A recent healing event has resurfaced the Mitchell Joseph tragedy of 50 years ago. The former student of the Alberni Indian Residential School is buried in an unmarked grave in Port Alberni. Pictured are boys at the institution in the late 1960s. (Indian Residential School History and Dialogue Centre photo)
At the Alberni Indian Residential School in 1969, a headstrong nine-year old boy misses his family. His grandparents live so close that all the lonely little boy has to do is sneak away unnoticed, cross the ‘Orange Bridge’ and walk two kilometers down River Road to the comfort of home. And he did it, often.
This is the story of Mitchell Joseph, a Hupacasath boy sent to Alberni Indian Residential School where he stayed until his death in 1969.
Fifty years later, those who knew the boy recall the tragedy the Joseph family suffered. Everyone knew Mitchell ran away every chance he could, and sometimes police would pick him up in places as far away from the school as Cherry Creek.
Perhaps he didn’t want to be seen in the open on the wide street next to the river. Maybe he tried to find a less open route home.
A pair of sisters from Ahousaht couldn’t make it to the Reclaiming Lost Souls of AIRS Healing Event hosted by Tseshaht First Nation in late September. But a Ha-Shilth-Sa story about it triggered painful, haunting memories of Mitchell Joseph for the sisters.
Norma Tom (nee Charlie) and Flo Charlie were senior girls at AIRS back in May 1969. As such they were sometimes required to supervise the younger children.
“I remember seeing him that morning, before breakfast,” Norma shared.
On May 26, 1969, Mitchell ran away yet again and was returned to AIRS by the RCMP.
“Mrs. Williams was a mean ass, oh my God!” said Flo. “When she’d lose it – it was bad.”
The sisters recalled that little Mitchell ran away quite often, and took cruel punishment from the supervisor.
“The day he ran she really hit him around and belittled him,” said Flo, referring to Mrs. Williams.
Later that day an Ahousaht boy came running for help. Randy Louie, now deceased, was the same age as Mitchell. He tried to find someone to help save Mitchell.
The Charlie sisters remember running downstairs to see what was wrong. They saw Mitchell’s lifeless body hanging by his neck from the towel dispenser; the type that had a continuous sheet of fabric looped through a wall-mounted device. It was too late to save him.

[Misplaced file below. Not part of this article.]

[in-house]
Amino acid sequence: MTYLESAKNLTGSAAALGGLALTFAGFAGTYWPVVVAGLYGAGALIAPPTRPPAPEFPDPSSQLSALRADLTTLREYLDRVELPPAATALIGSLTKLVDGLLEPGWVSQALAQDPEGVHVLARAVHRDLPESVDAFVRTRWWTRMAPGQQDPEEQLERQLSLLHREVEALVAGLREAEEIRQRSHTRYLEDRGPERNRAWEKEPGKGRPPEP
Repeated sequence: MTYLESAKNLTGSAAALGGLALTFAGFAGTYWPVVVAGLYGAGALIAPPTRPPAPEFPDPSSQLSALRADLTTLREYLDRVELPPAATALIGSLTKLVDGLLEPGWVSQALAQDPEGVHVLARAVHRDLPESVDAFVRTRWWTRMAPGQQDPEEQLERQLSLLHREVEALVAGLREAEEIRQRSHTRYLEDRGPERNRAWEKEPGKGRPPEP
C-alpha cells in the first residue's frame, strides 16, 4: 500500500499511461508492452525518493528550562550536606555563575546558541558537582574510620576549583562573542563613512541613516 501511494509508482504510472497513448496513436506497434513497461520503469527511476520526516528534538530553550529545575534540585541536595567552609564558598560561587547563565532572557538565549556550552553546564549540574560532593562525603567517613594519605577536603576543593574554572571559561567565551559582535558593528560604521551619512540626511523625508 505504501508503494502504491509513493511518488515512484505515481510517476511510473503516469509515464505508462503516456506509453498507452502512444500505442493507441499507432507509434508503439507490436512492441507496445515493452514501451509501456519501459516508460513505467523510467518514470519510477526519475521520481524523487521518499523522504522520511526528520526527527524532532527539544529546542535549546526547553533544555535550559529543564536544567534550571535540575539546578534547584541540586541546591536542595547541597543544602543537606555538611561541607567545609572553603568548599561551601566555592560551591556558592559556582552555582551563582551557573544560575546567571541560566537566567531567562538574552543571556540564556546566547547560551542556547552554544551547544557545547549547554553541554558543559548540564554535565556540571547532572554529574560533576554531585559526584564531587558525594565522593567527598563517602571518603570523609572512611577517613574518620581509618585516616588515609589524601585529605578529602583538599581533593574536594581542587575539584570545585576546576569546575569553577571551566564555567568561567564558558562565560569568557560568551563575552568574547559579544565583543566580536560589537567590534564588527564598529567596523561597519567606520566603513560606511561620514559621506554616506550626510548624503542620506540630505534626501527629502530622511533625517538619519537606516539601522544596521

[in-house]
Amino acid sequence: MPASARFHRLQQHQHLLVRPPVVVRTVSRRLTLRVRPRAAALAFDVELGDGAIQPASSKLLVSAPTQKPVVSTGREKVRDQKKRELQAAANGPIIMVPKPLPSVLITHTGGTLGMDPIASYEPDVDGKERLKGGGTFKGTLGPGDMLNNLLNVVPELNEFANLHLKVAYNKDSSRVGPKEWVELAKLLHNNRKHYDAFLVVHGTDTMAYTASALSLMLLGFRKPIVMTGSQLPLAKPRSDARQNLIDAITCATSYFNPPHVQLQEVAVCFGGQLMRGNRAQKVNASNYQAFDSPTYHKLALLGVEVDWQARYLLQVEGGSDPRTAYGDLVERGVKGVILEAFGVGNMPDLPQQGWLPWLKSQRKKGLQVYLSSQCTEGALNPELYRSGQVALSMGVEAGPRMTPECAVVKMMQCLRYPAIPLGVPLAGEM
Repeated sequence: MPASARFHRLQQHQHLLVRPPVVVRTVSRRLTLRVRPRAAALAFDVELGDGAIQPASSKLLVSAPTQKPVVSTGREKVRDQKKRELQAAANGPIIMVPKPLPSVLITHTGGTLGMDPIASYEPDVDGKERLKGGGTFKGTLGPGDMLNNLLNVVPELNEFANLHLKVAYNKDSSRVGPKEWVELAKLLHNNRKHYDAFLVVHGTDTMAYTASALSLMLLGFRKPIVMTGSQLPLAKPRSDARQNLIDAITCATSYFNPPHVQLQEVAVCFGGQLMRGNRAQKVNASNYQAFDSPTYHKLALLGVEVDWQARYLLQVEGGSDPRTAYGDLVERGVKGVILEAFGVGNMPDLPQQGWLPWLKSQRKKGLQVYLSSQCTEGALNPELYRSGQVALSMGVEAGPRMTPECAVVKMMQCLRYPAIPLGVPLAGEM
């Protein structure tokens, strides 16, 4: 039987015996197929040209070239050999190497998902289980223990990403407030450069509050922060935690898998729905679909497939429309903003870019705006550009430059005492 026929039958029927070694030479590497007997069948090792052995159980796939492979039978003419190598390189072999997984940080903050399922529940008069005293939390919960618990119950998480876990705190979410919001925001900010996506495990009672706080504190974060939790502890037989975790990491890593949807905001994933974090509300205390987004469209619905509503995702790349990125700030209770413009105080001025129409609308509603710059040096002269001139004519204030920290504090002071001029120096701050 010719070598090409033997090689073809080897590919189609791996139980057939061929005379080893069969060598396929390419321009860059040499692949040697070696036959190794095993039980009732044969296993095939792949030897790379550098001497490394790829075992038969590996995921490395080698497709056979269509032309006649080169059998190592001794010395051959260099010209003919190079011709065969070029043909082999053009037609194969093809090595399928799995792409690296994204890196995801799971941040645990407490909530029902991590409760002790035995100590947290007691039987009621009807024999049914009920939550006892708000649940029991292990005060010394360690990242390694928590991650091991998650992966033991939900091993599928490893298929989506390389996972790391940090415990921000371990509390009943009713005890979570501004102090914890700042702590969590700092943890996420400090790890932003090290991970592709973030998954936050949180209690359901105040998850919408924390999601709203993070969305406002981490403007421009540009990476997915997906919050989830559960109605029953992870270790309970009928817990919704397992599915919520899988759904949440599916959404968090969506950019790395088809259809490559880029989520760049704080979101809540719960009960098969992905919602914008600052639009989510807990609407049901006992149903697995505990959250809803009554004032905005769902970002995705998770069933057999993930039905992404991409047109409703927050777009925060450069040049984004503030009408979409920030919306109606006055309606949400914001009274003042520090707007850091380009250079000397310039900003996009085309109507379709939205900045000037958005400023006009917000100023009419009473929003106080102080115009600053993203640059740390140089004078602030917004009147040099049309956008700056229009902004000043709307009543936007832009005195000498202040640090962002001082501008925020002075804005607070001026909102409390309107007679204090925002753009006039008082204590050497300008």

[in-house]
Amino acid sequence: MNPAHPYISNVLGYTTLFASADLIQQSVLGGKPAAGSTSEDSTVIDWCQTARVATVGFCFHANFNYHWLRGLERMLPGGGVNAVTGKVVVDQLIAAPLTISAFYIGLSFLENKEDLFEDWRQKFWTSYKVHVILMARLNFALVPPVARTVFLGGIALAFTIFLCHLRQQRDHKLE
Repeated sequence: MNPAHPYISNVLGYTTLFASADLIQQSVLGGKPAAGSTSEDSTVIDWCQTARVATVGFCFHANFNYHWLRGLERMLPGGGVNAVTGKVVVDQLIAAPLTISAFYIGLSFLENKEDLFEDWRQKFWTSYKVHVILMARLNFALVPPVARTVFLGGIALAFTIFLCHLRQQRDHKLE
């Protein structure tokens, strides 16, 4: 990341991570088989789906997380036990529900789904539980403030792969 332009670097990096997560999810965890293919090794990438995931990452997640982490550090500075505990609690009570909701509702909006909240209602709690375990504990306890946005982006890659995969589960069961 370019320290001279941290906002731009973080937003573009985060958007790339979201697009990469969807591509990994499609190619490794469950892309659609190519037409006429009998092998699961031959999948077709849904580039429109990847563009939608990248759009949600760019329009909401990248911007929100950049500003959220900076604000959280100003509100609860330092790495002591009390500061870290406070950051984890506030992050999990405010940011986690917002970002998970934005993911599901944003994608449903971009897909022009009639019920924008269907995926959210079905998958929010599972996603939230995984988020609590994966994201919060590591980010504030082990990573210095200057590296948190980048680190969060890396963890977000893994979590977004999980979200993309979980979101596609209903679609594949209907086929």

“In my heart I knew it wasn’t right – there was no stool or chair under this boy, I felt he was left hanging there,” said Flo.
The coroner ruled the death an accident that occurred at approximately 5:15 p.m. on May 26, 1969.
Two weeks later an inquiry into the death of Mitchell Joseph found that the death was attributed to accidental hanging and recommended that towel facilities at Alberni Indian Residential School be improved. It is not known whether or not the towel dispensers at AIRS were replaced.
A subsequent inquiry took place involving another death of an AIRS student three years later. The results were similar.
In November 1972, David Edwards of Ditidaht died in a motor vehicle accident at Cameron Lake. According to Clyde Wale, who is an AIRS survivor and was also in the accident, the boys were roused from their sleep by a female supervisor who said they were going on a picnic at Parksville.
It didn’t make sense because it was night time in November. Wale recalled the chaos of the accident, with bodies flying everywhere as the bus they were in tumbled over the road. He said they hit the rock wall.
David Edwards, was eight years old at the time of his death. The coroner’s report indicates that he was thrown out of the bus, suffering fatal head injuries. The accident occurred Nov. 11, 1972 at about 7:45 in the evening. It didn’t mention a picnic.
The inquiry that followed less than two weeks later ruled the death an accident, “and that no blame attaches to anyone.”
“The jury recommend (sic) that the driver of any passenger vehicle belonging to the Federal Government and used in connection with the Indian Affairs Residences be required to have a Class 4 license,” reads the Inquiry report, dated Nov. 23, 1972.
John Thomas, the boy’s father, signed his son’s death certificate. He brought his son home to Nitinaht Lake for burial.
The Charlie sisters, traumatized by what they witnessed, recalled being isolated from the other children with instructions not to speak of what they saw. The sisters say the memories are painful and they block some of them.
“It’s so hard to talk about,” said Norma. “It just hurt so much to see him and it still gets me. I’m sorry, I’m just nothing but tears.”
Dora Armstrong (nee Unger) works for Hupacasath First Nation. Back in the ‘60s she lived on River Road next door to the Joseph family.
“He was such a darling boy; priceless, a cutie pie,” she shared.
Dora recalled playing with the Joseph siblings…Nelson, Susie, Andrew and Stewart.
“Susie died in a car accident…they are all gone now except for Stewart and another sister,” she told Ha-Shilth-Sa.
Even the house that Mitchell ran to is gone. It has long since been replaced by cheap DIA prefab houses.
The Charlie sisters honoured the memory of Mitchell Joseph during a canoe journey dedicated to his memory.
“We dedicate our Tribal Journey paddles to something significant,” said Flo, adding that they met with members of the family and Hupacasath community several years ago.
According to Mitchell Joseph’s records, he was laid to rest at an ‘Indian Cemetery’ in Port Alberni. He likely lies close to his beloved grandparents – never to be taken away again.